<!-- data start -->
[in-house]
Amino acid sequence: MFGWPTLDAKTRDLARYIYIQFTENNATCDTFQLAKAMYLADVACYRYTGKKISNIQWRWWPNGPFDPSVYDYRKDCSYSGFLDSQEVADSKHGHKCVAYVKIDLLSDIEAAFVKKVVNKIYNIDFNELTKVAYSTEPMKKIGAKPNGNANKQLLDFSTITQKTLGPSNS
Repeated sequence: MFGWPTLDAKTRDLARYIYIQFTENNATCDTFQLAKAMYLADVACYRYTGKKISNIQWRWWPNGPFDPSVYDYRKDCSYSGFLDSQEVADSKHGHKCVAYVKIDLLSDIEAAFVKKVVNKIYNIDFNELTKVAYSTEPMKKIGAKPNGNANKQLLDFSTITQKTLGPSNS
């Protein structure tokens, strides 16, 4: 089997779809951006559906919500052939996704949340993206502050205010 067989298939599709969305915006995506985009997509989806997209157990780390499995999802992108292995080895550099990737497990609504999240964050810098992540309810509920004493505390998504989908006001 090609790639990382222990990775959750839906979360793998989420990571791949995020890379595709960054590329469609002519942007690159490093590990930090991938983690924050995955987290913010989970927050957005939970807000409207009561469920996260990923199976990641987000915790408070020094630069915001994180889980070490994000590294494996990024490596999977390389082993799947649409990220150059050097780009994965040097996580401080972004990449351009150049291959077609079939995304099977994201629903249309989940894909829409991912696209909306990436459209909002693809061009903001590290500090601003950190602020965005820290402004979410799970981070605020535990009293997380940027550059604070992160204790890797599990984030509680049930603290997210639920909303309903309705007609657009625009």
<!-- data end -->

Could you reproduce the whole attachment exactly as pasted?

[in-house]
Amino acid sequence: MFGWPTLDAKTRDLARYIYIQFTENNATCDTFQLAKAMYLADVACYRYTGKKISNIQWRWWPNGPFDPSVYDYRKDCSYSGFLDSQEVADSKHGHKCVAYVKIDLLSDIEAAFVKKVVNKIYNIDFNELTKVAYSTEPMKKIGAKPNGNANKQLLDFSTITQKTLGPSNS
Repeated sequence: MFGWPTLDAKTRDLARYIYIQFTENNATCDTFQLAKAMYLADVACYRYTGKKISNIQWRWWPNGPFDPSVYDYRKDCSYSGFLDSQEVADSKHGHKCVAYVKIDLLSDIEAAFVKKVVNKIYNIDFNELTKVAYSTEPMKKIGAKPNGNANKQLLDFSTITQKTLGPSNS
């Protein structure tokens, strides 16, 4: 089997779809951006559906919500052939996704949340993206502050205010 067989298939599709969305915006995506985009997509989806997209157990780390499995999802992108292995080895550099990737497990609504999240964050810098992540309810509920004493505390998504989908006001 090609790639990382222990990775959750839906979360793998989420990571791949995020890379595709960054590329469609002519942007690159490093590990930090991938983690924050995955987290913010989970927050957005939970807000409207009561469920996260990923199976990641987000915790408070020094630069915001994180889980070490994000590294494996990024490596999977390389082993799947649409990220150059050097780009994965040097996580401080972004990449351009150049291959077609079939995304099977994201629903249309989940894909829409991912696209909306990436459209909002693809061009903001590290500090601003950190602020965005820290402004979410799970981070605020535990009293997380940027550059604070992160204790890797599990984030509680049930603290997210639920909303309903309705007609657009625009």